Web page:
Omaha fire union officials and Mayor Jean Stothert's office have revived talks over terms of the city's fire contract, the union president said Tuesday.
It's not clear what those talks entailed.
But as expected, union President Steve LeClair spoke up to oppose the Fire Department's proposed $90.6 million budget during a public hearing on the city budget before the City Council.
LeClair said the fire contract costs more than what Stothert is proposing to spend.
The union, Fire Department officials and Stothert have long argued over her fire budget, which could force layoffs, result in demotions and pull firetrucks and ambulances from service.
Fire Chief Mike McDonnell wants a roughly $94 million budget for his agency, a figure he said was necessary to avoid cuts.
“The prospect of laying off firefighters, closing stations, shutting down apparatus, should scare the hell out of us,” LeClair said.
“It's not a situation that I think anybody wants to find themselves in. And I think that for the sake of the citizens that we serve as firefighters — and for the sake of the firefighters, the men and women that I represent — I believe that we need to maintain an open dialogue.”
LeClair's brief comments were the only hint of fireworks at a budget hearing that was a quick, orderly affair.
Roughly 30 speakers delivered 90 minutes of testimony partly devoted to public safety concerns such as the Fire Department budget and oversight of the Police Department.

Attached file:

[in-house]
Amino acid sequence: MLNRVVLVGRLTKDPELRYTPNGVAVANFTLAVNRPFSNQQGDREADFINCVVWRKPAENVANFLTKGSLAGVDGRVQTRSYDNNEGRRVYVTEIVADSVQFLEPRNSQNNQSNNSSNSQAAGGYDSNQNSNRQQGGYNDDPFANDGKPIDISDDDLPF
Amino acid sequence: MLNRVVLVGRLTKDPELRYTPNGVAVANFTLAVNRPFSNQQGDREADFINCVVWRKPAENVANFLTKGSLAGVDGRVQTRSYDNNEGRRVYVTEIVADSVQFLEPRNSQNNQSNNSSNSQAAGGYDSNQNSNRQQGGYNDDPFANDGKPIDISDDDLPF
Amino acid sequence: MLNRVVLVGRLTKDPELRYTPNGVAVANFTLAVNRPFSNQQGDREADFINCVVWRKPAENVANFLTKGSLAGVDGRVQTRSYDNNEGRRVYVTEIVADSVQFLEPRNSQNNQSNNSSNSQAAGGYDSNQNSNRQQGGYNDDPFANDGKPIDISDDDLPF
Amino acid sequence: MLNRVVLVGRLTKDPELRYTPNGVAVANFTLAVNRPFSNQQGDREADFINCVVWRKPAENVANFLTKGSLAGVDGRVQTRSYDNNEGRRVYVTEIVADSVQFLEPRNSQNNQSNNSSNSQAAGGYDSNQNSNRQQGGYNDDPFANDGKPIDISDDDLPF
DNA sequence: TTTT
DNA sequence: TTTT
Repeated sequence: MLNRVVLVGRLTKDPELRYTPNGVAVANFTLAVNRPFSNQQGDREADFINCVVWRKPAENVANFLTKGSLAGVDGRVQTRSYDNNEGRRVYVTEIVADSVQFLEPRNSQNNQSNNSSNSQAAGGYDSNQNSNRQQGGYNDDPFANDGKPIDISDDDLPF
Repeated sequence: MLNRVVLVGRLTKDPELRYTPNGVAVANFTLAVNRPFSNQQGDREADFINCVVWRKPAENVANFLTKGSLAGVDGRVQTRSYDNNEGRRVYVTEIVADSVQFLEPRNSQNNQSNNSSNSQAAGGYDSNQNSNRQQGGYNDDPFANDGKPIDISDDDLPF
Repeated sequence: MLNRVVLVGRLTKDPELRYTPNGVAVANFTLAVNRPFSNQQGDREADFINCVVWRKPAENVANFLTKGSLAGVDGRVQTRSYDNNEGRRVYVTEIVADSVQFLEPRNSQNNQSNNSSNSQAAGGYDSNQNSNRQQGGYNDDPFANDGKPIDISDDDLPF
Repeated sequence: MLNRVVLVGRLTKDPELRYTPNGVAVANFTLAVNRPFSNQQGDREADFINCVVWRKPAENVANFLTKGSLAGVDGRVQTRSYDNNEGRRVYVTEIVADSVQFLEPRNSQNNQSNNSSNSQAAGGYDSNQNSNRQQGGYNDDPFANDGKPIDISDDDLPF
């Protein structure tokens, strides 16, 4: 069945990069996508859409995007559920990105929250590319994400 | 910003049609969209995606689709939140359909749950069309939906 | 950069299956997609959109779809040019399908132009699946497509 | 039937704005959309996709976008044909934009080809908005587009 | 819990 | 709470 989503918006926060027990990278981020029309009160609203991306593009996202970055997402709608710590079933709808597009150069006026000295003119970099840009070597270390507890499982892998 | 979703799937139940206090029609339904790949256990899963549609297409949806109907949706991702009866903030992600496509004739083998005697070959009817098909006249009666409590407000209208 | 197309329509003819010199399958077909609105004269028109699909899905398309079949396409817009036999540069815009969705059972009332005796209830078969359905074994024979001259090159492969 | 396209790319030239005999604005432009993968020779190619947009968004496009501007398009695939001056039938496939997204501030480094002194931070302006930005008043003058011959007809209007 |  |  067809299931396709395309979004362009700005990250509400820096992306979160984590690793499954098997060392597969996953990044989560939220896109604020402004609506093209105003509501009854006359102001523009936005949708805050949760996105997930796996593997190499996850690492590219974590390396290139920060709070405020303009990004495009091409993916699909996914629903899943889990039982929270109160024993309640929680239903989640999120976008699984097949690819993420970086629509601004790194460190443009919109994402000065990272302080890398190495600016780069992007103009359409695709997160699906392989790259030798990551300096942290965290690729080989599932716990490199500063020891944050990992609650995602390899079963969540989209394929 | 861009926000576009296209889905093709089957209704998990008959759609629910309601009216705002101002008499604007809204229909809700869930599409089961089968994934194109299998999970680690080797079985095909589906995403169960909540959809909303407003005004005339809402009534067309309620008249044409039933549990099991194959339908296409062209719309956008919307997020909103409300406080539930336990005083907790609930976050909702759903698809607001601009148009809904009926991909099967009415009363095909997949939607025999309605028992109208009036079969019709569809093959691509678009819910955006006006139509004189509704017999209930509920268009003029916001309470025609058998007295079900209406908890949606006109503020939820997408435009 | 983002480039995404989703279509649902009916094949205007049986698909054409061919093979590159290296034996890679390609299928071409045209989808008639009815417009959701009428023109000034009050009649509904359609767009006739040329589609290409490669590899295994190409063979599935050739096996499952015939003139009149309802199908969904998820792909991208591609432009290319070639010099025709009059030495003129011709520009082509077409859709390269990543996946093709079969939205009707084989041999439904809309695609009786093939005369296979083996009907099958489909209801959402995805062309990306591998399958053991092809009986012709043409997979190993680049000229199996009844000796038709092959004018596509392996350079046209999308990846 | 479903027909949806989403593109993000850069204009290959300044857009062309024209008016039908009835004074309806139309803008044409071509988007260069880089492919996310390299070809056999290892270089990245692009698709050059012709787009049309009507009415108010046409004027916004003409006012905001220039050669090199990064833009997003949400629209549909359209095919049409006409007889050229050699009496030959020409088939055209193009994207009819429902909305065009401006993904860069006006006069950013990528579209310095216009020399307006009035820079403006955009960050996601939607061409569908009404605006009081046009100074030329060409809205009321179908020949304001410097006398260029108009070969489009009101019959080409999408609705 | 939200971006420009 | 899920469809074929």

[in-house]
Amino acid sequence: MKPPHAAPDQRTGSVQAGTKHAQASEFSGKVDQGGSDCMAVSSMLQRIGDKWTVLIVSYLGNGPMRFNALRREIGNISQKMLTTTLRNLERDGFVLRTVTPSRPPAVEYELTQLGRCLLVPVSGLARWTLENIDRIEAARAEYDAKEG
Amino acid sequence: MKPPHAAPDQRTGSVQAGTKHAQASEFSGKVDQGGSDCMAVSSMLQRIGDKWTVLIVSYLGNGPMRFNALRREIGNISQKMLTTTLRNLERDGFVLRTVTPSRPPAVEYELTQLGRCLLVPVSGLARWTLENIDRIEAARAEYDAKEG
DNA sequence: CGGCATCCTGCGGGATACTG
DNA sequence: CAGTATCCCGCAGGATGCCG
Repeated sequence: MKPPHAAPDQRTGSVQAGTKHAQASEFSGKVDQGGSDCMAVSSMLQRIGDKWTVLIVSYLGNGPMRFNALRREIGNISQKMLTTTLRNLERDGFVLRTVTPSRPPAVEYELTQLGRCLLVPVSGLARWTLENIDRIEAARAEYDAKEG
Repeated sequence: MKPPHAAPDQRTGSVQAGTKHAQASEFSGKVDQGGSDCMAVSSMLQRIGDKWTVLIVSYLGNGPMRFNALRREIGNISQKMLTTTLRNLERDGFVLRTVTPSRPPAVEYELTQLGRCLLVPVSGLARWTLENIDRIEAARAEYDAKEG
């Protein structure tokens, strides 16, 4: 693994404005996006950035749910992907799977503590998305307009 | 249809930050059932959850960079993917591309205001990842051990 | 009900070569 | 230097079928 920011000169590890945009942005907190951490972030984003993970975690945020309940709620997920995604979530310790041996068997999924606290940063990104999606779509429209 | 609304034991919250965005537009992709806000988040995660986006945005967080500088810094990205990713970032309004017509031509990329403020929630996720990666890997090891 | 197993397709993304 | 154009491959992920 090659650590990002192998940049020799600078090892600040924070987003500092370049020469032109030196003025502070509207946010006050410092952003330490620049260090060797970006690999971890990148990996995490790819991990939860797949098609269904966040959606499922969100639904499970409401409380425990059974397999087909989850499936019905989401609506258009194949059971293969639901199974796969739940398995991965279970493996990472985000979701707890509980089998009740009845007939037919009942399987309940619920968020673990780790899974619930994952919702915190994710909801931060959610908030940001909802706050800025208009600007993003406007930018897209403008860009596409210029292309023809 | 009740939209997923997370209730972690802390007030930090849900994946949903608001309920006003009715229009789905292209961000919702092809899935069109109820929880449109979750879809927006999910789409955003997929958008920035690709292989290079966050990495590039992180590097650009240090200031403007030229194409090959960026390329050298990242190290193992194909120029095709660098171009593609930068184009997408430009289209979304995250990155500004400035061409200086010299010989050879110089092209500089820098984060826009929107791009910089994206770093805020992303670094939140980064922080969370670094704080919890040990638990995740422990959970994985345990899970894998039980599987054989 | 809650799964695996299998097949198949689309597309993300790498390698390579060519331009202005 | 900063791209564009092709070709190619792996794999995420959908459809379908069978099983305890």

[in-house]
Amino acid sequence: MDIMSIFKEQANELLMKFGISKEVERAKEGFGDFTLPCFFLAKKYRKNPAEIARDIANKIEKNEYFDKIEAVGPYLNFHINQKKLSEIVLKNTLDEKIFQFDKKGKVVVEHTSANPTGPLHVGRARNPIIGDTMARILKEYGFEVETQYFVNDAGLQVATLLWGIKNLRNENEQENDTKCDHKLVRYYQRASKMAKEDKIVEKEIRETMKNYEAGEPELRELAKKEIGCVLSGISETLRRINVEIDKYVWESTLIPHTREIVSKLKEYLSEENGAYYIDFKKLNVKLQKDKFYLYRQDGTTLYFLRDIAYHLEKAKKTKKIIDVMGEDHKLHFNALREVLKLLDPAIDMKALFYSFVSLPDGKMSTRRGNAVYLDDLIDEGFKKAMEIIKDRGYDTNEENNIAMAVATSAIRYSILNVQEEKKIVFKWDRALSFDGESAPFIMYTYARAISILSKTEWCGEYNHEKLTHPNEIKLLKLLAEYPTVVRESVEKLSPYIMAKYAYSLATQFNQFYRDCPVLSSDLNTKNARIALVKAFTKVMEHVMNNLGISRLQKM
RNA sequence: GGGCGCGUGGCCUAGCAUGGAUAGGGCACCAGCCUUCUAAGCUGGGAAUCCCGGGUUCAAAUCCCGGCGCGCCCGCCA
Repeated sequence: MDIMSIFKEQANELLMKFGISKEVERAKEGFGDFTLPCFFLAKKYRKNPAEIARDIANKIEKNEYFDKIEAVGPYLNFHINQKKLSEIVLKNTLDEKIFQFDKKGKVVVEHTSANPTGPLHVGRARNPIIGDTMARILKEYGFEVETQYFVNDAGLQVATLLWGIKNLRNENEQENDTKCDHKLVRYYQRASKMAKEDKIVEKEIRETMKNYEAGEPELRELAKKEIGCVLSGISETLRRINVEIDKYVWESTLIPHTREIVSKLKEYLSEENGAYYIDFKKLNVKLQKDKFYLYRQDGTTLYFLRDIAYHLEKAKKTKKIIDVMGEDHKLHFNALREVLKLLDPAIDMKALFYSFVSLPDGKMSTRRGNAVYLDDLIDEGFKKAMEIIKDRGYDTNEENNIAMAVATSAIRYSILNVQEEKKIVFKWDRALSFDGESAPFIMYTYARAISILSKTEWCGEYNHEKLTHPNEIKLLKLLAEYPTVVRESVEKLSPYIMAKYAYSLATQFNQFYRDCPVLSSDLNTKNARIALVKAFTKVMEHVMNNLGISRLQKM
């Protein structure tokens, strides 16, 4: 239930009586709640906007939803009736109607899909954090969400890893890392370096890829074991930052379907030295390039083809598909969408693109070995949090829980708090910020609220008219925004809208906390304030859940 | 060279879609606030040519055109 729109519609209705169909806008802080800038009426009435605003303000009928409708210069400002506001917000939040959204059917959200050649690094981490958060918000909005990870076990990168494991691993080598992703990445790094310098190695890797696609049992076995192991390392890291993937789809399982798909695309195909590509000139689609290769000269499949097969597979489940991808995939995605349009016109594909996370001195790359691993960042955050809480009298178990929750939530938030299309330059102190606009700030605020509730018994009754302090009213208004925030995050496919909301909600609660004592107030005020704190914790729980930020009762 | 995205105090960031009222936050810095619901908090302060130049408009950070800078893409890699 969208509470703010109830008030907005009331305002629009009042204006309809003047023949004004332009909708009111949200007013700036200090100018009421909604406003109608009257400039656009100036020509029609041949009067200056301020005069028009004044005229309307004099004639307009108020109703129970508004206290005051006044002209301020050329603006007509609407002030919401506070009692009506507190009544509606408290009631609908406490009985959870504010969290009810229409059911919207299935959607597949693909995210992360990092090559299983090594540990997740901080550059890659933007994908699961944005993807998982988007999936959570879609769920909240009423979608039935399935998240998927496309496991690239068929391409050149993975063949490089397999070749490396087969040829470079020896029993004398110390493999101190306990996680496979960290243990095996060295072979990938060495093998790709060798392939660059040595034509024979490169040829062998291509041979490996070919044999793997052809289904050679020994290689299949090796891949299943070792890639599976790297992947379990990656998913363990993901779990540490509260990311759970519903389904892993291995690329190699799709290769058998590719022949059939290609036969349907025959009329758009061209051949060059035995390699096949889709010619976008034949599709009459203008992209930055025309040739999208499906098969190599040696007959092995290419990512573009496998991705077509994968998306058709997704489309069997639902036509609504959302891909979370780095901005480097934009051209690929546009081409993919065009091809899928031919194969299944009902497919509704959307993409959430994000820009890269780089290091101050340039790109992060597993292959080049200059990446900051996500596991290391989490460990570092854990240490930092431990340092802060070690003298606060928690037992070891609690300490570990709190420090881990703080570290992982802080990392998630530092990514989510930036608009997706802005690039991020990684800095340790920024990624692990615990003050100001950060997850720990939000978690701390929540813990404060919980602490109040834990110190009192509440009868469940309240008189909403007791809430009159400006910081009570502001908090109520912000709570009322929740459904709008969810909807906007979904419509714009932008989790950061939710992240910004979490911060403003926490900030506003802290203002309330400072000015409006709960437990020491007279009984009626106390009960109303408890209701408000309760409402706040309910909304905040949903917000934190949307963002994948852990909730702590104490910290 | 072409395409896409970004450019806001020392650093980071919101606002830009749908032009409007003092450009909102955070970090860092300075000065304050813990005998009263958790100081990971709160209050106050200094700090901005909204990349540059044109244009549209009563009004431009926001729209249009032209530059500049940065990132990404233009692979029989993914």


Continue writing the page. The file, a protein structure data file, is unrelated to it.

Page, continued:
Stothert's supporters praised the budget.
“This budget restores fiscal sanity to the City of Omaha, lean but not mean,” said Doug Kagan of Nebraska Taxpayers for Freedom.
The fire budget is still one of the largest issues on the city government's plate, as council members finalize their own budget requests prior to an Aug. 27 vote on the city's spending plan.
McDonnell urged council members last week to help renegotiate the terms of the union contract in order to avoid cuts.
The union and Mayor's Office engaged in some early discussions to resolve the dispute.
But McDonnell said those talks stopped after the union filed a lawsuit following an executive order from Stothert that it was the city's “goal'' to comply with national firefighting guidelines.
Members of Stothert's office were present at the budget hearing Tuesday, but they did not address the council.
LeClair, however, said he had held conversations with Stothert and the city's lead labor negotiator on Tuesday.
“I believe, after those lengthy discussions, that there are some alternatives, that there are some options,” he said, adding they could include cost savings within the department's operations or an increase in the suggested budget.